The synergy of lighting codes and controls
Lighting controls play a key role in meeting energy codes for buildings.
By Michael Jouaneh, LEED AP, Lutron, Coopersburg, Pa.
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Buildings consume the bulk of the world's energy (nearly 40%), so the building industry has been focusing on sustainability, efficiency, and practical energy-saving solutions for both new construction and retrofits.
As the building industry moves (albeit slowly) toward Zero Net Energy—the goal of the Architecture 2030 program —the industry is recognizing that lighting controls play a crucial role in energy conservation. According to the U.S. Dept. of Energy , lighting is, by far, the largest user of electricity in commercial buildings. It consumes 38% of a building's total electricity use—more than space heating, cooling, ventilation, equipment, and computers combined.
Energy codes and standards
The nation's top three building energy codes and standards— California's Title 24 , the International Energy Conservation Code (IECC), and ASHRAE 90.1 —all reflect the importance of using lighting controls to conserve energy. Upcoming versions of these codes and standards go so far as to call out specific lighting control components.
These codes and standards are used by nearly every state as the basis for their local building energy code. They provide the minimum acceptable energy performance requirements for commercial buildings. Here's a brief overview of each:
California Title 24 2008—the California Energy Commission energy efficiency code—officially called “ California Code of Regulations Title 24, Part 6, Energy Efficiency Standards for Residential and Nonresidential Buildings. ” Regarded as the most stringent of all energy codes, Title 24 is something of a “gold standard,” and a reference for a number of subsequent national, state and municipal codes. The 2008 version of the standard will be effective Jan. 1, 2010; all newly constructed or altered buildings in the state must comply with the 2008 standard, depending upon the date of application for a building permit.
IECC 2009—The International Code Council (ICC) has released the 2009 version of the IECC. This energy building code is part of the international “family” of codes produced by the ICC, and was developed through a public hearing process by national experts under the direction of the ICC as a “model” code. Like earlier versions, the 2009 version covers lighting in addition to other energy-using systems, and provides minimum energy-efficiency provisions for both residential and commercial buildings (Note: The IECC references ASHRAE Standard 90.1 as an alternative path of compliance.) According to the Dept. of Energy, the 2009 IECC will produce approximately 15% in energy-efficiency gains compared to the 2006 edition.
ASHRAE 90.1 2010—ASHRAE partners with the Illuminating Engineering Society of North America (IESNA) to produce the 90.1 Standard, which provides the minimum requirements for the energy-efficient design of buildings, excluding low-rise residential buildings. Sometimes referred to as America's primary commercial energy code, ASHRAE Standard 90.1 is published every three years. The next version is scheduled for release in late 2010. The goal is to use 30% less energy compared to the 2004 edition.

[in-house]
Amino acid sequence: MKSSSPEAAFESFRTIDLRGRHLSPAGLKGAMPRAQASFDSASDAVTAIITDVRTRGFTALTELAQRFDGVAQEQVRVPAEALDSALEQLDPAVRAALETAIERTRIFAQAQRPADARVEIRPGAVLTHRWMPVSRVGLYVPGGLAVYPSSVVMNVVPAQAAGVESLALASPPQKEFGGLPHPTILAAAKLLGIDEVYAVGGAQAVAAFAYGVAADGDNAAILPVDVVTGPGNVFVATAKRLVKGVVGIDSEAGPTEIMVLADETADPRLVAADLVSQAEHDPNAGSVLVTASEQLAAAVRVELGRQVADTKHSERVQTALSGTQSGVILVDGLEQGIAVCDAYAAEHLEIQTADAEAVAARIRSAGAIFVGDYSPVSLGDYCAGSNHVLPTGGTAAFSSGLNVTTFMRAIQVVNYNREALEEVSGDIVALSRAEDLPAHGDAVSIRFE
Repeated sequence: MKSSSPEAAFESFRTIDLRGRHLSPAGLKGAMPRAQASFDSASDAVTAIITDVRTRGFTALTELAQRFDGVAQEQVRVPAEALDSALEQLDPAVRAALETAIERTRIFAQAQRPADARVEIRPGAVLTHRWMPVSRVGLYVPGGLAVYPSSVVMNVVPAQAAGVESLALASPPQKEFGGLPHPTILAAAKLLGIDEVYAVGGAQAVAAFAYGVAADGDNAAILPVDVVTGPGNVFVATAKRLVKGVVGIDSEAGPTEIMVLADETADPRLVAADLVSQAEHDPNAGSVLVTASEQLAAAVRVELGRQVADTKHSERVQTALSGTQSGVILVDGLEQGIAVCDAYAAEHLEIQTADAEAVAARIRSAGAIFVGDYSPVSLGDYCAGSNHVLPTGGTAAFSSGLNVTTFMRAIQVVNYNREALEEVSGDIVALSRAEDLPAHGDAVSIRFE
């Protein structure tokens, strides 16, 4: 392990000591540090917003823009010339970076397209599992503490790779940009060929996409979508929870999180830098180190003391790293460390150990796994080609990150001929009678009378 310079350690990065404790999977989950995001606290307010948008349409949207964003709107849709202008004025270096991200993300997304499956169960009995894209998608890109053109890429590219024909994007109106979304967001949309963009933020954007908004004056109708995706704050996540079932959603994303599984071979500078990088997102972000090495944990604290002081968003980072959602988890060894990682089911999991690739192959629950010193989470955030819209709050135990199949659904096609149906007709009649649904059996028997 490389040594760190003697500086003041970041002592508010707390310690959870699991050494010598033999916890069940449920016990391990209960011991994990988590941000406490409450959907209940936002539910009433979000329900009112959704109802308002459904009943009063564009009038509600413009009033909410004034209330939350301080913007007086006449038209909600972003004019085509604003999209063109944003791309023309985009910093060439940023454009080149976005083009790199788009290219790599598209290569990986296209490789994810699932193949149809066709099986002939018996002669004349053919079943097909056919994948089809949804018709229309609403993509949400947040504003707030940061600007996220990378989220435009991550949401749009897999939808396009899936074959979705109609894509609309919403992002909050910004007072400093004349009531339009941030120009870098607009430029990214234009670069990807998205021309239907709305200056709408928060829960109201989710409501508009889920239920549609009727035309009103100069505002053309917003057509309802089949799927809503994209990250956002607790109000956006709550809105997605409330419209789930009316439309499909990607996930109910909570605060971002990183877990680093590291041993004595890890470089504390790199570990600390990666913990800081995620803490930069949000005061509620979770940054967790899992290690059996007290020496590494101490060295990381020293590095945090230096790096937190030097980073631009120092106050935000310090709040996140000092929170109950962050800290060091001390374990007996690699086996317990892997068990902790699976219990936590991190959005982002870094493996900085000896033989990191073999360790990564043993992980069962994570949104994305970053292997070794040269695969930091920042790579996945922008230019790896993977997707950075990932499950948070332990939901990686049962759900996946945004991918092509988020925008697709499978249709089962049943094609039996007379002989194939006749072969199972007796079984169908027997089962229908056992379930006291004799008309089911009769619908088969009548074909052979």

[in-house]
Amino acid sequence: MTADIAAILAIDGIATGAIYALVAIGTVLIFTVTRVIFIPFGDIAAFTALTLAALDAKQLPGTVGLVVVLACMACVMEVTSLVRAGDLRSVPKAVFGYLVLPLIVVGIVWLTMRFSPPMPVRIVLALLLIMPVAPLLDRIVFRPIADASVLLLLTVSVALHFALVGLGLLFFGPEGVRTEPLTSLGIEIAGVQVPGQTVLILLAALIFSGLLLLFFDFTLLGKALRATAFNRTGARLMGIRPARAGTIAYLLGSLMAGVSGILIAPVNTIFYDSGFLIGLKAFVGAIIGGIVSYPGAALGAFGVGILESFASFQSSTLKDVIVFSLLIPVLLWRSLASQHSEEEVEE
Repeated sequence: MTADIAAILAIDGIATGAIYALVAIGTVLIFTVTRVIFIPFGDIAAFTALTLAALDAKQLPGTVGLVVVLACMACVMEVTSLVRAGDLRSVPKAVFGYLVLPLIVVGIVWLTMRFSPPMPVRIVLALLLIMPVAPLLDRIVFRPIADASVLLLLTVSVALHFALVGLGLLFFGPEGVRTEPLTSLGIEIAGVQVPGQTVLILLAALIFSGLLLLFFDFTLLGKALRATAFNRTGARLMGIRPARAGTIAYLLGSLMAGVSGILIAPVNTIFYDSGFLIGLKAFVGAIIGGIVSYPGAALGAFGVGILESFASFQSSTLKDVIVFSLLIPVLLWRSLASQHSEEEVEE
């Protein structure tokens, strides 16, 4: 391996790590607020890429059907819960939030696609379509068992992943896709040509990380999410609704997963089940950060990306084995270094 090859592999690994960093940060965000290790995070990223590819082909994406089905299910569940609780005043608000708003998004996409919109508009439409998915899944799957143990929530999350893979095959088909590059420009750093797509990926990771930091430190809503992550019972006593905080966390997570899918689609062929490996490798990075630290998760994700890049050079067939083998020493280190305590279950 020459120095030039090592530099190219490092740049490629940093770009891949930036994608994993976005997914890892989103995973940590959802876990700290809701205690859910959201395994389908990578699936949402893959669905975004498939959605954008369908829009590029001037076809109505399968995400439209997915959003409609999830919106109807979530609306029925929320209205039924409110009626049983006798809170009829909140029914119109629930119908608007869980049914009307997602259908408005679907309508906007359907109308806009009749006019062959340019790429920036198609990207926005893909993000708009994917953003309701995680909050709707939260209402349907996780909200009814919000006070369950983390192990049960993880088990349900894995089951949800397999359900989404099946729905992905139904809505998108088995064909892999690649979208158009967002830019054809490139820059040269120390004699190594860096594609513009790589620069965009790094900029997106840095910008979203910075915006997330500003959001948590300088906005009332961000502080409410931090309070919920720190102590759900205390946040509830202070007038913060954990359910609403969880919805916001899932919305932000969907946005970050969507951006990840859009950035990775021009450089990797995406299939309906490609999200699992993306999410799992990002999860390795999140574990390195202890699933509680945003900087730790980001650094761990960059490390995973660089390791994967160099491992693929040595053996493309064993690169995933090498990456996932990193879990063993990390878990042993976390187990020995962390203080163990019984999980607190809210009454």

Below are some typical mandatory lighting control requirements for commercial buildings:
Area control— Each area enclosed by ceiling-height partitions must have an accessible, independent switching or control device (such as an occupancy/vacancy sensor or manual switch or dimmer) to control the general lighting. Each control device shall be readily accessible and located so the occupants can see the controlled lighting.
Automatic shut-off— All indoor lighting systems must include a separate automatic shut-off control, such as an occupancy/vacancy sensor, time switch, or other auto shut-off device.
Daylighting— An automatic reduction in lighting power in areas where the daylight can help illuminate the space will be required in most areas that are side-lighted (with windows) or top-lighted (with skylights). Typically, an automatic daylighting control device used in conjunction with dimming ballasts to control at least 50% of the general lighting power help meet this requirement.
Demand response— California's Title 24 will require retail buildings with sales floor areas of more than 50,000 sq ft to have demand responsive automatic lighting controls that reduce lighting power consumption by a minimum of 15%. Other buildings types are incentivized to provide this type of control with lighting power density (W/sq ft) allowances.
Exterior lighting— Permanently installed outdoor lighting must be controlled by a photocontrol or astronomical time switch that automatically turns off the lighting during daylight hours.
Multilevel lighting controls— Most spaces must have the ability to reduce lighting power by either continuous dimming, stepped dimming, or stepped switching while maintaining a reasonably uniform level of illuminance throughout the controlled space. Typically, the capability to reduce lighting power by 50% (in addition to full-off) for general lighting of an enclosed space complies with this requirement. California's Title 24 calls for lighting controls in most spaces to have at least one step between 30% and 70% of design lighting power, and allow lights to be turned off manually.
Jouaneh is marketing manager with Lutron. His primary focus is on energy conservation and sustainability, where he emphasizes using daylighting and other light control strategies to save energy and meet codes while improving the comfort and productivity of people in the space.
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